Regardless, it is as fine a sleep potion as I’ve ever come across. And a marvelous way to end a marvelous day. About a euro in your local bar. Sogni d’Oro/Orzo to all and to all a good night.



the art of living the moment. brought to us by friends in Cortona who are masters of the moment. oh, the food, the wine. the lovely walk about. we need more walking. too much fun eating.

When last we met we were in Siena at the Tenuta di Spannocchia. We met our friend chef Stephanie of Sea Grass Bistro in Yarmouth, Maine there and headed to our home in Umbria. But first, we were going right by Cortona. Let’s swing in there. Note: no I am not in Italy right now. I sketch out stories in Italy and put them up when I’m back. That way I get more adventures per minute while I’m there.

SIENA, CORTONA, PANICALE– Cortona has always been so civilized. But sometimes you almost can’t get there from here. Now they have a new parking garage subtly tucked into the hillside, lower down the hill from the usual top spots. It would be a bit of a straight up hike but you can cheat and take an escalator up there to “Centro.” But on this day we didn’t even need that and just cruised into a good spot like we owned the place. See, Stephanie, this is how we do Cortona. Now, lets go see our friends Nando and Pia at Bar Sport. “Hey, Luca!”, we yell at their son who is almost the first person we see on the street. He’s on a mission so we only talk for a minute, and he says his parents are up at their bar and he’ll catch up with us there. We keep moving that direction against the current of the always-busy main shopping street.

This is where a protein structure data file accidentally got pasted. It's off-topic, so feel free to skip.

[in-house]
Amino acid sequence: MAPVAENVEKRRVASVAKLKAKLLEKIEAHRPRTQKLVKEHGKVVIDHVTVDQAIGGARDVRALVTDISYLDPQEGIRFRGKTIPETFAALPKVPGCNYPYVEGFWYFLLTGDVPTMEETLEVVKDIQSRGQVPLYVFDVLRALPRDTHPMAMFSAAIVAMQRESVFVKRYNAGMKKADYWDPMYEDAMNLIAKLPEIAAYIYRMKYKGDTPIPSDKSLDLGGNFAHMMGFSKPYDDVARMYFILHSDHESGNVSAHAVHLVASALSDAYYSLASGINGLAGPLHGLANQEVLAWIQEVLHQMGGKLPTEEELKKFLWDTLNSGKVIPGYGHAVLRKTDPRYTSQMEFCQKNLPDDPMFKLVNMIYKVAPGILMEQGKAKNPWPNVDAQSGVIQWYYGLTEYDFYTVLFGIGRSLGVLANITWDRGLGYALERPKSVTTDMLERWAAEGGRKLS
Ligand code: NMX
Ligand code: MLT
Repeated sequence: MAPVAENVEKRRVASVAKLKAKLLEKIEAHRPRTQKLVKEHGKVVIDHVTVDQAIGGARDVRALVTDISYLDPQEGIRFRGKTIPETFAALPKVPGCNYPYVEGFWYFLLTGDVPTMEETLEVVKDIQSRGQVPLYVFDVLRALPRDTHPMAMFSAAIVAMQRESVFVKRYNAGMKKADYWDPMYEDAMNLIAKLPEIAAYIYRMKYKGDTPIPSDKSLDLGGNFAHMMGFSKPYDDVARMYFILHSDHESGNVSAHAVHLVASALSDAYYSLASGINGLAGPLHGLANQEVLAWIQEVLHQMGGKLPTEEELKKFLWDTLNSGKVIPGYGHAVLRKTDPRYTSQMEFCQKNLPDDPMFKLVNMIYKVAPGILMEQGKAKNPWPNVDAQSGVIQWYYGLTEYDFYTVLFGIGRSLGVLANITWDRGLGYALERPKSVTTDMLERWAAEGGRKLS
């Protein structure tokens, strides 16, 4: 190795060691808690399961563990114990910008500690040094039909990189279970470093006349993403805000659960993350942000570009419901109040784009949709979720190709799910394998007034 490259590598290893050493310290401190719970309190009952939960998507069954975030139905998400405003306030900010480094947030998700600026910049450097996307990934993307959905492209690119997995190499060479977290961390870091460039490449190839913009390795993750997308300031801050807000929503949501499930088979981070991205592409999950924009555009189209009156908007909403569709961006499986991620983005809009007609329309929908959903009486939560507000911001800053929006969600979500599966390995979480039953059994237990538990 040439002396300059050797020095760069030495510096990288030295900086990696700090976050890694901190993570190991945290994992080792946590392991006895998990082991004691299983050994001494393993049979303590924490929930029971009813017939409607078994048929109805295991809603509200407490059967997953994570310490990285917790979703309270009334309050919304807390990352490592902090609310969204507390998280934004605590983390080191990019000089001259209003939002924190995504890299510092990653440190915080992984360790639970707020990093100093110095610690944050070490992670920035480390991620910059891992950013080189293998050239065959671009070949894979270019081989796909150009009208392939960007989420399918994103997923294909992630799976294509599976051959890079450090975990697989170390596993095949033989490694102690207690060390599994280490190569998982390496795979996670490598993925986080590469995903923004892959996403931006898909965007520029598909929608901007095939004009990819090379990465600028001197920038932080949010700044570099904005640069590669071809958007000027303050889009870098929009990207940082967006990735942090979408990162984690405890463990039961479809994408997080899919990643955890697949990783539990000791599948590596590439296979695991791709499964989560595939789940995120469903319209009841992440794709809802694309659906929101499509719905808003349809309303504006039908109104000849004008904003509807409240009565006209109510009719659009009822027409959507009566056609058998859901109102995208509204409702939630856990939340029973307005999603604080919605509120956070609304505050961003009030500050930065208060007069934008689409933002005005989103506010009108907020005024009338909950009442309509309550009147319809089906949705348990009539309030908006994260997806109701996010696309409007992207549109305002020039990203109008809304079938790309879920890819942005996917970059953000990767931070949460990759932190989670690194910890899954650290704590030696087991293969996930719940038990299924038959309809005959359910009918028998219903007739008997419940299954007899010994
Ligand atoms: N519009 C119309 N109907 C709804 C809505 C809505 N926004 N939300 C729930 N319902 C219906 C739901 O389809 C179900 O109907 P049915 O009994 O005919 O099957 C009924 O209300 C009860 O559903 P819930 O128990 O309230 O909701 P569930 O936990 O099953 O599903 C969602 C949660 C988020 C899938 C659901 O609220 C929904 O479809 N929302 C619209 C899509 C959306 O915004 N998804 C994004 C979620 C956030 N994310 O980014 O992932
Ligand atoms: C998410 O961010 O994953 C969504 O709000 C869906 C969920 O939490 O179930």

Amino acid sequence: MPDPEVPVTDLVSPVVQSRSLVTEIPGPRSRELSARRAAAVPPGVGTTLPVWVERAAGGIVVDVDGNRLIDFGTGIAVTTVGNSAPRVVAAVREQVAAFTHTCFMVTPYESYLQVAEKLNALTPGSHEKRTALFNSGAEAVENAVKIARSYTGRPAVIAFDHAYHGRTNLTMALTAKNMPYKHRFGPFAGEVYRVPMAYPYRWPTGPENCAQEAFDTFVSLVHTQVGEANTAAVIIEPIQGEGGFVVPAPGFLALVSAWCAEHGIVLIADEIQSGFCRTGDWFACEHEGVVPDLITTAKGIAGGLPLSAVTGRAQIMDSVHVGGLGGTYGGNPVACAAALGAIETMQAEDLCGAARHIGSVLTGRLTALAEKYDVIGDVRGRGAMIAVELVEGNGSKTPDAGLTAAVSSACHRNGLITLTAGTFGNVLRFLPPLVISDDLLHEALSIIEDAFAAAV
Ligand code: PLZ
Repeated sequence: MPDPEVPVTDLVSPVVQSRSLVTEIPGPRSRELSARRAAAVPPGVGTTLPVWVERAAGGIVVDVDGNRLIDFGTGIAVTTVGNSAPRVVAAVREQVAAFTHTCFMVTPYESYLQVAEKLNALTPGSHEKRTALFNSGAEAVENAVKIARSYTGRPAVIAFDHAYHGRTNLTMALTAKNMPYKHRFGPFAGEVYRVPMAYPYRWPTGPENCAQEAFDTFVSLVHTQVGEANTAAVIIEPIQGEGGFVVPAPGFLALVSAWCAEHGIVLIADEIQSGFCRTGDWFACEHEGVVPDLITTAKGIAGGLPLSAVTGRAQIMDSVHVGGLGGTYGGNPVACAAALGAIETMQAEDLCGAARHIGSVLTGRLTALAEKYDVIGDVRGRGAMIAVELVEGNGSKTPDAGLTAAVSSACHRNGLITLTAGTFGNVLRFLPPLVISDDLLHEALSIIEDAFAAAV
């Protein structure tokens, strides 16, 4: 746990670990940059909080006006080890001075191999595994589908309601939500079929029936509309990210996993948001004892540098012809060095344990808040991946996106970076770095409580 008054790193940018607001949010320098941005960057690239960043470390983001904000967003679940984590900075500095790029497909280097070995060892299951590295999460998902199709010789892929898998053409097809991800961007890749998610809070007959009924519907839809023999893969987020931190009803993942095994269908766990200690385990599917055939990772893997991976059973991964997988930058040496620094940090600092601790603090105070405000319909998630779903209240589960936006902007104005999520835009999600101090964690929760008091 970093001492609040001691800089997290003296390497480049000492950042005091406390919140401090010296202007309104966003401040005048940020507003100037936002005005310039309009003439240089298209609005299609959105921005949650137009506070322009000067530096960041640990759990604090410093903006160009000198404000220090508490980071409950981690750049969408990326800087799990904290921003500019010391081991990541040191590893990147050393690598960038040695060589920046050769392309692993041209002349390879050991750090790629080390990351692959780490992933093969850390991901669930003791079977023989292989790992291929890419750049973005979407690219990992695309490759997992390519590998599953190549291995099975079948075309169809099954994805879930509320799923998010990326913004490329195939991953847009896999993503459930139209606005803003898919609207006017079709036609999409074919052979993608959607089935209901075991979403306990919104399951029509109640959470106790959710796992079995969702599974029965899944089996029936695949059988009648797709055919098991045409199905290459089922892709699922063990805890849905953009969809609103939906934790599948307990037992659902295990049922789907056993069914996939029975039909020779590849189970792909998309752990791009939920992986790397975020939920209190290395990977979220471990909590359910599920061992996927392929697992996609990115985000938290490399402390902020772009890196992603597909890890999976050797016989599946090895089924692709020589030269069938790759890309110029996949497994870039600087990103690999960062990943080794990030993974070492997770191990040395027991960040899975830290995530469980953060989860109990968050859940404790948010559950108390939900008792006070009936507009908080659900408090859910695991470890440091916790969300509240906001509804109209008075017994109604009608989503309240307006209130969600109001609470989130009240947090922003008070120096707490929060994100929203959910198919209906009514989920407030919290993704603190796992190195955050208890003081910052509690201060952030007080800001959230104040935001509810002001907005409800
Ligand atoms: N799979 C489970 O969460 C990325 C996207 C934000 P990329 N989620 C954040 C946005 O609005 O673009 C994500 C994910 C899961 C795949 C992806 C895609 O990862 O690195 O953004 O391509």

But oh, no. Luca didn’t mention the bar was closed today. Their day off we’ve learned is Friday and today is Wed. We peek under the sad, prison-gray, half-pulled-down metal doors and said “C’e nessuno?”
Street seen in Cortona, Italy. Day in Tuscany
Yes, you Italophile film buffs, did catch that cinematic reference. The opening line of Di Sica’s “Garden of the Finzi-Contini” is “C’e nessuuuuno?” As you remember there, all the tennis playing teenagers are swirling about the gates of the villa waiting to get in. But here at the gate to Bar Sport in Cortona what, to our wondering eyes, should appear but our own version of Babbo Natale, Babbo Nando. He’s a happy, non-judgmental Santa. Cortonese through and through so I’ve always suspected he doesn’t really care if we’ve been naughty or nice.